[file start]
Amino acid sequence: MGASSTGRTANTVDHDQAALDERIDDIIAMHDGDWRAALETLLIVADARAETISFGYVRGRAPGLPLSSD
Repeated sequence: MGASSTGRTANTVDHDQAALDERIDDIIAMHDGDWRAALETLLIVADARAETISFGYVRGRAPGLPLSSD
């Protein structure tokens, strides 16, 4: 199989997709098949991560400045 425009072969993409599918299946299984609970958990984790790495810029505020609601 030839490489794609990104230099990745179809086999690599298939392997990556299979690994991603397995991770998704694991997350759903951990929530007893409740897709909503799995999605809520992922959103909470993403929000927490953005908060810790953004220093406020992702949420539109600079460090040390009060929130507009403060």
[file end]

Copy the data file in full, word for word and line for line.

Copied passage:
Amino acid sequence: MGASSTGRTANTVDHDQAALDERIDDIIAMHDGDWRAALETLLIVADARAETISFGYVRGRAPGLPLSSD
Repeated sequence: MGASSTGRTANTVDHDQAALDERIDDIIAMHDGDWRAALETLLIVADARAETISFGYVRGRAPGLPLSSD
């Protein structure tokens, strides 16, 4: 199989997709098949991560400045 425009072969993409599918299946299984609970958990984790790495810029505020609601 030839490489794609990104230099990745179809086999690599298939392997990556299979690994991603397995991770998704694991997350759903951990929530007893409740897709909503799995999605809520992922959103909470993403929000927490953005908060810790953004220093406020992702949420539109600079460090040390009060929130507009403060």